• Explains that denmark, sweden, and the united kingdom have the opportunity to be linked to the euro under the new exchange rate mechanism (erm).
  • Opines that the u.s. must adapt to the introduction of the euro, but its adjustment is minor in comparison with the changes and challenges facing emu member states.
  • Explains that us companies exporting to europe have enormous potential benefits, but there are both advantages and disadvantages for american companies doing business with the euro.
  • Explains ambassador hugo paemen, the european union and the united states in the new millennium.
  • Explains that america's fortunes remain fundamentally linked to europe. the launch of the economic and monetary union (emu) is part of a broader process of european integration.
  • Explains that the european union is the latest stage in a process of integration begun in the 1950's by six countries - france, germany, italy, the netherlands, belgium and luxembourg.
  • Explains the governing system of the european union, which is based on international treaties among sovereign nations rather than a constitution.
  • Explains that the european council adopted the name "euro" in madrid in december 1995. the symbol for the euro is an e with two clearly marked, horizontal parallel lines across it.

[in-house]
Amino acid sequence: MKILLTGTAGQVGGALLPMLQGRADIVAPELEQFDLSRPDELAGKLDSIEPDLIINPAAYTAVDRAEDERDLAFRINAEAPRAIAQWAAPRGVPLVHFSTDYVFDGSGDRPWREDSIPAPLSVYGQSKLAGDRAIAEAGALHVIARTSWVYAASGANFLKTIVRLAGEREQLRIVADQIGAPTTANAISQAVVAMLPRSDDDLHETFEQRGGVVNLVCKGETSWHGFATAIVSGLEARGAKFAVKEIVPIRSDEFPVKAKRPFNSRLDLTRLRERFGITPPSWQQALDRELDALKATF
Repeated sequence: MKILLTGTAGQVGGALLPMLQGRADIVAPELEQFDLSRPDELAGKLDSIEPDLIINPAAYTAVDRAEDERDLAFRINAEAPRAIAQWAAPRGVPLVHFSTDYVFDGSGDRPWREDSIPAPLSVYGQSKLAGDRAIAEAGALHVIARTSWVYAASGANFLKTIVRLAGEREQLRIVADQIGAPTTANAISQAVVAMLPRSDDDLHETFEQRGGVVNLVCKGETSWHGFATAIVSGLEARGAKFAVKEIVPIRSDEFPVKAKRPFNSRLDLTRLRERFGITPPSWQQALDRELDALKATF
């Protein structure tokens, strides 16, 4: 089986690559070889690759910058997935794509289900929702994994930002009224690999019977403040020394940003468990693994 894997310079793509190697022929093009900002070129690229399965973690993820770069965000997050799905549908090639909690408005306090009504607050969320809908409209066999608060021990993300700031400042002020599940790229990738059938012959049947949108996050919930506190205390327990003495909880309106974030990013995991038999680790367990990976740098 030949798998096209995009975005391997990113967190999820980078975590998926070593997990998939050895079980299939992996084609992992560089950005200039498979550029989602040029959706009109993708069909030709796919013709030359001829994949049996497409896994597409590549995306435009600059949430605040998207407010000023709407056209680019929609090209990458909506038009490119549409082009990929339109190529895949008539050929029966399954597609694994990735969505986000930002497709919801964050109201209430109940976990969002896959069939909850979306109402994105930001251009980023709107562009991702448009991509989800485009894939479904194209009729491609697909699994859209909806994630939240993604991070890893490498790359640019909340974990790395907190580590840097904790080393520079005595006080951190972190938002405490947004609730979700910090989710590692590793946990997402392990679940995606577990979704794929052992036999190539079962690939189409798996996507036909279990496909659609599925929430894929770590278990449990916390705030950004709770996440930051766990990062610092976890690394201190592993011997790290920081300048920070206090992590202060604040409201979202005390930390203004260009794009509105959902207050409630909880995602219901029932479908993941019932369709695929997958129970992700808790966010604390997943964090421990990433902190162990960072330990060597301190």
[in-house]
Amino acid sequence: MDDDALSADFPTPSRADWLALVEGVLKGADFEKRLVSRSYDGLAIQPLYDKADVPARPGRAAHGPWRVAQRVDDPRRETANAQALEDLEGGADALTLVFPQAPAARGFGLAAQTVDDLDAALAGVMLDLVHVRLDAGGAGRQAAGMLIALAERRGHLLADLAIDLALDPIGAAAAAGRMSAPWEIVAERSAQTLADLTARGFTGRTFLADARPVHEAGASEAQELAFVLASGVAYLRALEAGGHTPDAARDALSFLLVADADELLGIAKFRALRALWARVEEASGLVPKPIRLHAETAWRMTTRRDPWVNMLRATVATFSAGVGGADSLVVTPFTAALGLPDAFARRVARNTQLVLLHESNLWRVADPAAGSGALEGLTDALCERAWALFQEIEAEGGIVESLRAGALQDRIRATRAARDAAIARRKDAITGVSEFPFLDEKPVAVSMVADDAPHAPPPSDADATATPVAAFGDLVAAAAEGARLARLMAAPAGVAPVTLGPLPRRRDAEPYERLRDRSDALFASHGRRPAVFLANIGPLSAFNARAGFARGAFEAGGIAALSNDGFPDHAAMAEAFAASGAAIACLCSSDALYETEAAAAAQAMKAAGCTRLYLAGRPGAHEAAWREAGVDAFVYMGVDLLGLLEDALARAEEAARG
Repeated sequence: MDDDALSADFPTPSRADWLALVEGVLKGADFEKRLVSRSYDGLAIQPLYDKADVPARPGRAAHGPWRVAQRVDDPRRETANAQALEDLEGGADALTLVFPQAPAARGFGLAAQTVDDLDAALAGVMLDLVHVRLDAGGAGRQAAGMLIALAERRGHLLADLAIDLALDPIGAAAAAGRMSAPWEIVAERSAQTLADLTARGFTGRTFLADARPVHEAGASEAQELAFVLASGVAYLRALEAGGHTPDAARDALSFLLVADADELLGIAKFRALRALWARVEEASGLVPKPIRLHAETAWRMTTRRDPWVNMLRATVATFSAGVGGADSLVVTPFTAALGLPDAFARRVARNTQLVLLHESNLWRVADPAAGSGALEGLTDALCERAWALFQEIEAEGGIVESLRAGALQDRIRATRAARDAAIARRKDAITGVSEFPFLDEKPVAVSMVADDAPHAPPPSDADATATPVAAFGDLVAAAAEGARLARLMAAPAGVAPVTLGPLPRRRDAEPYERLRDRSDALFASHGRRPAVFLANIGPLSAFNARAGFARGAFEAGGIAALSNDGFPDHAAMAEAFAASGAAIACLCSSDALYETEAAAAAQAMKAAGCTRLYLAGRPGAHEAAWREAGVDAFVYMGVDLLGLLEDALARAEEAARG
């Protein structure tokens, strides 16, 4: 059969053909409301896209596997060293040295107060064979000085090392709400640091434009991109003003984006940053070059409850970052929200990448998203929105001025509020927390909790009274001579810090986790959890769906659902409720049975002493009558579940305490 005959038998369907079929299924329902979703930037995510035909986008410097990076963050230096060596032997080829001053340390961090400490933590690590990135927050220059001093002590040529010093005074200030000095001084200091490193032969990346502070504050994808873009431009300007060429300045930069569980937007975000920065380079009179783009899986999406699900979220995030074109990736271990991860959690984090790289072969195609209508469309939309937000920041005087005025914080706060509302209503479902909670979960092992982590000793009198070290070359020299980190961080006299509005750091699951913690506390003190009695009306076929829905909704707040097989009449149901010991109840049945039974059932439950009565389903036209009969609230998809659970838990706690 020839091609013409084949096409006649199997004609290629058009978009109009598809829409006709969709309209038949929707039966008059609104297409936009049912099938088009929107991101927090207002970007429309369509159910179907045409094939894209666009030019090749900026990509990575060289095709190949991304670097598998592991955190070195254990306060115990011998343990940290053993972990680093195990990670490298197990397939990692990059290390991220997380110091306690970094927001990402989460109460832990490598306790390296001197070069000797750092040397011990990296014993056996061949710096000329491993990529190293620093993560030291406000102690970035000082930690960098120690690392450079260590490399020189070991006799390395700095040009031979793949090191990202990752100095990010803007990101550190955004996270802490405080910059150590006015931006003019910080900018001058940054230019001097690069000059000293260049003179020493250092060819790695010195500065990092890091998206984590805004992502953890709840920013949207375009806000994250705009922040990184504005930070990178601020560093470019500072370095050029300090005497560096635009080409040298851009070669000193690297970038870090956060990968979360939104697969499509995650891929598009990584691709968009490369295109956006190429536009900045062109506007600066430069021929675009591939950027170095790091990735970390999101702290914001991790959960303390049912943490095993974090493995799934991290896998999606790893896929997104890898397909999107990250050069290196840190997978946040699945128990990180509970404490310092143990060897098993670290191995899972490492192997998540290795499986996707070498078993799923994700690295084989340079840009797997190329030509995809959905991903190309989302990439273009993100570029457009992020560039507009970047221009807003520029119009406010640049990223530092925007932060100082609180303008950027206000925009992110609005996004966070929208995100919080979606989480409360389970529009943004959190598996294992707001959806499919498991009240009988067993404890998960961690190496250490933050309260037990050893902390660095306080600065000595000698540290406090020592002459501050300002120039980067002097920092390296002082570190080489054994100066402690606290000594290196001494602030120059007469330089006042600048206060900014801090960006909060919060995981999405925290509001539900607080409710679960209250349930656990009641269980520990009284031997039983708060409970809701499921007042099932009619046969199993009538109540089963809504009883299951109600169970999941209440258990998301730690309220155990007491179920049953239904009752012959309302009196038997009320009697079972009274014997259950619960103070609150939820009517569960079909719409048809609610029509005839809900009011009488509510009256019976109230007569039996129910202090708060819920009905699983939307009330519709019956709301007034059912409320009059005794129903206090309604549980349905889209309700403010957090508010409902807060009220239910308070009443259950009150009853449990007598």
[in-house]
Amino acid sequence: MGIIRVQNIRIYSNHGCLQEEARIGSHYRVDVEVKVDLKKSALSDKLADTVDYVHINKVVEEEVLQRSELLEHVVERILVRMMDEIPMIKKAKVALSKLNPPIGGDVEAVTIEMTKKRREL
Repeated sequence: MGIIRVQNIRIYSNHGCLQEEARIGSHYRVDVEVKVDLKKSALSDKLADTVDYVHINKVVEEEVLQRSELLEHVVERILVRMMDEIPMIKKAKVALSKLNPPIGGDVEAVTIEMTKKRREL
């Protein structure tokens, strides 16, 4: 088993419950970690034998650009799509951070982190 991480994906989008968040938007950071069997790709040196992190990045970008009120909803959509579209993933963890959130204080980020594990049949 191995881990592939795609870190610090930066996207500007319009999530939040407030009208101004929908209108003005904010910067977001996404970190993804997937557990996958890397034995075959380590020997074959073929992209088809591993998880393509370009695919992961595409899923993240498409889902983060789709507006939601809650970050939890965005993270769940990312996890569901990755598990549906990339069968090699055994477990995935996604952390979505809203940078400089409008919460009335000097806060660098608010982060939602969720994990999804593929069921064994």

• Explains that a three-stage process was launched in 1990 as eu member states prepared for the single market aimed at boosting cross-border business activity.
  • Explains that the second stage set up the european monetary institute (emi) in frankfurt to pave the way for the ecb. the third stage begins the final transition to full economic
  • Explains that the euro became the single currency for eleven eu member states from january 1, 1999 to december 1, 2001.
  • Explains that the euro will change the financial landscape by eliminating the currency risk that led banks and investors to keep most of their money at home. the large euro zone will integrate the national financial markets, leading to higher efficiency in the allocation of capital in europe.
  • Opines that a transparent market allows everything to be appraised in the single currency, eliminating exchange risk among participating countries.
  • Argues that the benefits of reduced transaction costs, exchange rate instability, and greater price transparency outweigh the losses from introducing the new currency and possible macroeconomic adjustment costs.
  • Analyzes how peter gwin's article entitled americans in euroland emphasizes this advantage.
  • Explains that the single currency will make it easier to do business in europe, but us companies still find many obstacles. the dollar is the world's premier medium of illicit exchange.
  • Explains why the euro's weakness is due to the absence of structural reforms in the u.s.
  • Opines that the eu and the u.s. can provide the leadership needed to address global and regional challenges in an increasingly interdependent world.
  • Explains the european central bank's euro foreign exchange reference rates, which was published on march 14, 2001.